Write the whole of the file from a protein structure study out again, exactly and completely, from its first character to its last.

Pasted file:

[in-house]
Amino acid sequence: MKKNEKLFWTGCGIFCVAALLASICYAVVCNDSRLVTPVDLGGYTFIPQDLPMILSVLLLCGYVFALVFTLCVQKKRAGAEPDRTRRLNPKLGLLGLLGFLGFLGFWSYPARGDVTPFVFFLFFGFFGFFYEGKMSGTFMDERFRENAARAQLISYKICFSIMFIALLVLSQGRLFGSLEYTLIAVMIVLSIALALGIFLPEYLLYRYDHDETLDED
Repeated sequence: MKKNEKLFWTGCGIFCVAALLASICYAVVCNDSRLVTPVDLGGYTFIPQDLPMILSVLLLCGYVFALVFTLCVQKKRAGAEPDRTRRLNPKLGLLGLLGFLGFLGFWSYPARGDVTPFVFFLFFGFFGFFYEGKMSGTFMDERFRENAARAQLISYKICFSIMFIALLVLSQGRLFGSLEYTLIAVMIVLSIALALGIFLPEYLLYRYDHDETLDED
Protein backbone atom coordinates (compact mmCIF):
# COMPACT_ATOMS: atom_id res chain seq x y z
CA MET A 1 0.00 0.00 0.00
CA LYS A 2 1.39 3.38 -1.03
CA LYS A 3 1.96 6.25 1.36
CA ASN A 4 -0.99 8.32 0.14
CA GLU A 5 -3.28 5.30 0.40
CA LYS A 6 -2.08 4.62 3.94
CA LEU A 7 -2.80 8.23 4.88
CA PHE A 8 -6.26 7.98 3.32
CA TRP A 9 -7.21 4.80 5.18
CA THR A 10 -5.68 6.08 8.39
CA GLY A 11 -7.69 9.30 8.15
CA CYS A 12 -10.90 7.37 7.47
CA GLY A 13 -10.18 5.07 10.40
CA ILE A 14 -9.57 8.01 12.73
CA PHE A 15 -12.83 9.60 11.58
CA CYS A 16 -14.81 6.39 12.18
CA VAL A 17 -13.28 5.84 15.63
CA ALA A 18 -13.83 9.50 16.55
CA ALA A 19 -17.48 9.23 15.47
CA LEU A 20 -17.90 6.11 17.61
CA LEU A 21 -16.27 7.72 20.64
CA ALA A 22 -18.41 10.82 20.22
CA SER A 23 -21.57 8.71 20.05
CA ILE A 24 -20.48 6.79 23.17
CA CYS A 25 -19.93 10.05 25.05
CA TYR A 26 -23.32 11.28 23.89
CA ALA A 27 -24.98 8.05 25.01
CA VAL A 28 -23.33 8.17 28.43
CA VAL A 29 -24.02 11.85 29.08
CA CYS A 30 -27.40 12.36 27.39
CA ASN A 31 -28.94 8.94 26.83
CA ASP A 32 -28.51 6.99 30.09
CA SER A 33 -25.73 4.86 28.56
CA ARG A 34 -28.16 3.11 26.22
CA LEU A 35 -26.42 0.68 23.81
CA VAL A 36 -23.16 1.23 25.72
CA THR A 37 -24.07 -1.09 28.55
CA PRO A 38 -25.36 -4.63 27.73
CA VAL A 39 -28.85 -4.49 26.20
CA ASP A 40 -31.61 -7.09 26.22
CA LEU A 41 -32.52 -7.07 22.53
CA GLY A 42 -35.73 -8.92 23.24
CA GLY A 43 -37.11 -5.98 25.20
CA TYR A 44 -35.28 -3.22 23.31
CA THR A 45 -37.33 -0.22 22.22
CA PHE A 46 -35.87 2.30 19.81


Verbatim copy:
[in-house]
Amino acid sequence: MKKNEKLFWTGCGIFCVAALLASICYAVVCNDSRLVTPVDLGGYTFIPQDLPMILSVLLLCGYVFALVFTLCVQKKRAGAEPDRTRRLNPKLGLLGLLGFLGFLGFWSYPARGDVTPFVFFLFFGFFGFFYEGKMSGTFMDERFRENAARAQLISYKICFSIMFIALLVLSQGRLFGSLEYTLIAVMIVLSIALALGIFLPEYLLYRYDHDETLDED
Repeated sequence: MKKNEKLFWTGCGIFCVAALLASICYAVVCNDSRLVTPVDLGGYTFIPQDLPMILSVLLLCGYVFALVFTLCVQKKRAGAEPDRTRRLNPKLGLLGLLGFLGFLGFWSYPARGDVTPFVFFLFFGFFGFFYEGKMSGTFMDERFRENAARAQLISYKICFSIMFIALLVLSQGRLFGSLEYTLIAVMIVLSIALALGIFLPEYLLYRYDHDETLDED
Protein backbone atom coordinates (compact mmCIF):
# COMPACT_ATOMS: atom_id res chain seq x y z
CA MET A 1 0.00 0.00 0.00
CA LYS A 2 1.39 3.38 -1.03
CA LYS A 3 1.96 6.25 1.36
CA ASN A 4 -0.99 8.32 0.14
CA GLU A 5 -3.28 5.30 0.40
CA LYS A 6 -2.08 4.62 3.94
CA LEU A 7 -2.80 8.23 4.88
CA PHE A 8 -6.26 7.98 3.32
CA TRP A 9 -7.21 4.80 5.18
CA THR A 10 -5.68 6.08 8.39
CA GLY A 11 -7.69 9.30 8.15
CA CYS A 12 -10.90 7.37 7.47
CA GLY A 13 -10.18 5.07 10.40
CA ILE A 14 -9.57 8.01 12.73
CA PHE A 15 -12.83 9.60 11.58
CA CYS A 16 -14.81 6.39 12.18
CA VAL A 17 -13.28 5.84 15.63
CA ALA A 18 -13.83 9.50 16.55
CA ALA A 19 -17.48 9.23 15.47
CA LEU A 20 -17.90 6.11 17.61
CA LEU A 21 -16.27 7.72 20.64
CA ALA A 22 -18.41 10.82 20.22
CA SER A 23 -21.57 8.71 20.05
CA ILE A 24 -20.48 6.79 23.17
CA CYS A 25 -19.93 10.05 25.05
CA TYR A 26 -23.32 11.28 23.89
CA ALA A 27 -24.98 8.05 25.01
CA VAL A 28 -23.33 8.17 28.43
CA VAL A 29 -24.02 11.85 29.08
CA CYS A 30 -27.40 12.36 27.39
CA ASN A 31 -28.94 8.94 26.83
CA ASP A 32 -28.51 6.99 30.09
CA SER A 33 -25.73 4.86 28.56
CA ARG A 34 -28.16 3.11 26.22
CA LEU A 35 -26.42 0.68 23.81
CA VAL A 36 -23.16 1.23 25.72
CA THR A 37 -24.07 -1.09 28.55
CA PRO A 38 -25.36 -4.63 27.73
CA VAL A 39 -28.85 -4.49 26.20
CA ASP A 40 -31.61 -7.09 26.22
CA LEU A 41 -32.52 -7.07 22.53
CA GLY A 42 -35.73 -8.92 23.24
CA GLY A 43 -37.11 -5.98 25.20
CA TYR A 44 -35.28 -3.22 23.31
CA THR A 45 -37.33 -0.22 22.22
CA PHE A 46 -35.87 2.30 19.81